This activity is designed for use on the Interactive Whiteboard to introduce some of the species in Antarctica’s food web. The sound effects add a bit of fun.
The follow-up on adaptations to the marine environment can either be teacher-directed on the Interactive Whiteboard or by downloading the characteristics as a sorting activity for students to complete individually or in groups.
The answers are as follows:
Seal B, C
Antarctic cod A, G
Emperor penguin F, D
Orca/Killer whale E, H
There is also an extension task for students to consider the difference between physical and behavioural adaptations. Who’s looking at you? could be extended by asking students to draw on these adaptations to make their own super-species!
This is a challenging activity that could be completed with or without the Interactive Whiteboard.
Beforehand, it is recommended that you download the feeding habits of the different species and distribute these to students for reference during the activity. This information also features in the first part of the multimedia version on-screen.
Students can either complete the food web on the Interactive Whiteboard or by filling in the diagram included in the download text version of Who’s eating who.
The download, ‘Antarctica’s food web’ provides more in-depth coverage of how the food web works and introduces students to key terminology linked to the glossary.
These activities are based on resources developed on the Australian ‘Classroom Antarctica’. Visit the site for additional material in PDF format.
A useful PDF on food chains written for schools on the Australian National Oceans Office can be downloaded here. The site also includes an interactive game and other classroom activities on marine food webs. Visit www.oceans.gov.au/education/home.jsp
This is essentially a ‘murder mystery’ role play to illustrate how warmer waters possibly caused by human activity have led to the dramatic disappearance of krill. The activity could take up to two lessons, depending on how much time you allocate for students’ background research.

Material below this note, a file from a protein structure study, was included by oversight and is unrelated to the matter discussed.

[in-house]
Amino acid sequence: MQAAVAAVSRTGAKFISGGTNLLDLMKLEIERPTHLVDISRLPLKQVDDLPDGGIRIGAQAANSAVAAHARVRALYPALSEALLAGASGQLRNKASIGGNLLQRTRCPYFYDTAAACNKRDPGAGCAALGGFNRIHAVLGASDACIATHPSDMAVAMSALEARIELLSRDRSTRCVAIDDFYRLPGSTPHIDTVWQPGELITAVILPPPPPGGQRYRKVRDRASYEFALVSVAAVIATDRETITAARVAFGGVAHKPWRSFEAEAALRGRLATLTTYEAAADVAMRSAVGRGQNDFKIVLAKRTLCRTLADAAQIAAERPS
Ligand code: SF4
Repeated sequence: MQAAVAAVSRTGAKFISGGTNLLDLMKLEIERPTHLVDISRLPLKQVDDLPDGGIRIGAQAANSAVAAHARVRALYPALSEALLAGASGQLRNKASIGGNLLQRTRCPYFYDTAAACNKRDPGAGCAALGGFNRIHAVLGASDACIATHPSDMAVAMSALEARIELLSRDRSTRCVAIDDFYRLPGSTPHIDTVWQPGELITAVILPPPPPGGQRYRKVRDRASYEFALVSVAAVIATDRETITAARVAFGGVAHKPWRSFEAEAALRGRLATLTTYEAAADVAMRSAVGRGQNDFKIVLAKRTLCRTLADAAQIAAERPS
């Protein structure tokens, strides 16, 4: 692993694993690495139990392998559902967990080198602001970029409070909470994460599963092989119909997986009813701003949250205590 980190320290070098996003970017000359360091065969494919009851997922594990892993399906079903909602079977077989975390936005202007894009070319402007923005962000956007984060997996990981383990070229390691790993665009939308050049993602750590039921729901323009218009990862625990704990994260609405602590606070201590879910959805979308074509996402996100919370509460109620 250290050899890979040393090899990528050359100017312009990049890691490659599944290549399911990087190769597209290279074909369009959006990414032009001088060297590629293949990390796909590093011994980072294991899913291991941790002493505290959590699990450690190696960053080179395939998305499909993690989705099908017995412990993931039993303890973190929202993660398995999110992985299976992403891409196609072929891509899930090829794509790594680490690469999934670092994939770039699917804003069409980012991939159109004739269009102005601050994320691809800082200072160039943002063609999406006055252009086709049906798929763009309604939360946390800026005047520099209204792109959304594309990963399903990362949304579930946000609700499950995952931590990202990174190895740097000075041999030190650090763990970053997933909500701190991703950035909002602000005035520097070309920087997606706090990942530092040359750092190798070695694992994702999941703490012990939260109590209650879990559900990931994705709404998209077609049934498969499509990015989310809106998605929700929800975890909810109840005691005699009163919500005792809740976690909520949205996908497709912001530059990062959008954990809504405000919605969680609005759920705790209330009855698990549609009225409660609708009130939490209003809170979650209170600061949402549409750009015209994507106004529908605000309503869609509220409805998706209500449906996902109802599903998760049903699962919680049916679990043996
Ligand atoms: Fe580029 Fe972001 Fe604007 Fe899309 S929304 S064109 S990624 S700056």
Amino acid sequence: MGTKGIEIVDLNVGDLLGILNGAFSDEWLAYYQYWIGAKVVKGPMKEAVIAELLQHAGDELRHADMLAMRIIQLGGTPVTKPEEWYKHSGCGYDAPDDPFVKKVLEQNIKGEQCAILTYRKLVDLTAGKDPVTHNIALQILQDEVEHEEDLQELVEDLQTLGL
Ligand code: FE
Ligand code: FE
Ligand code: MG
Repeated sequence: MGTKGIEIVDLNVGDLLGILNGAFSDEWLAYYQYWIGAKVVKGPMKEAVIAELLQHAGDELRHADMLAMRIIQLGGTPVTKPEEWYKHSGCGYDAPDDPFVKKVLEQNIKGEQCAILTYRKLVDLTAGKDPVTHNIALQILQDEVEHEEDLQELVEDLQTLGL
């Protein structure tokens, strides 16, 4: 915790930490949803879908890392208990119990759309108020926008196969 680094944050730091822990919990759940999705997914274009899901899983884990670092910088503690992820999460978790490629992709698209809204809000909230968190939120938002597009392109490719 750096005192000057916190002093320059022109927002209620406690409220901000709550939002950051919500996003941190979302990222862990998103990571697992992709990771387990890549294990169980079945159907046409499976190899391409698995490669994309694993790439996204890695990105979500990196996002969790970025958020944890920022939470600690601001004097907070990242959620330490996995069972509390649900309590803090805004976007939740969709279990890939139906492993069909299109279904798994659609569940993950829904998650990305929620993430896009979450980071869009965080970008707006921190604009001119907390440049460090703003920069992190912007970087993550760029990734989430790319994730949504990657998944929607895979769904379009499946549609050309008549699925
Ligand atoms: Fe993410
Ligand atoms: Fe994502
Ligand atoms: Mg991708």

Here is a suggested route through the activity:
1. Divide the class into six groups. Give each group one ‘suspect profile’:
Each profile provides background on ‘the victim’ (krill), their individual role as a suspect and website suggestions for students to develop their roles further.
It is important to make each group aware that they should not share their information with any other group!
2. Allow time for groups to get to grips with their profiles and/or carry out extra research. It might be helpful to scaffold this stage of the activity with key questions like:
3. Re-organise the class so that 1-2 representatives from each ‘suspect’ group joins representatives from the other groups.
4. In turn, students can introduce their different roles and give an account of their position in the Antarctic marine ecosystem. Students should also be encouraged to question each other to try to discover who is ‘guilty’.
5. Once each ‘suspect’ has had a turn, ask the group to vote on who they think is guilty. Does each group reach the same verdict?
This activity is designed to de-brief and review the learning outcomes of A Time to Krill highlighting the impact of krill’s disappearance on the entire ecosystem, and to encourage students to think about solutions.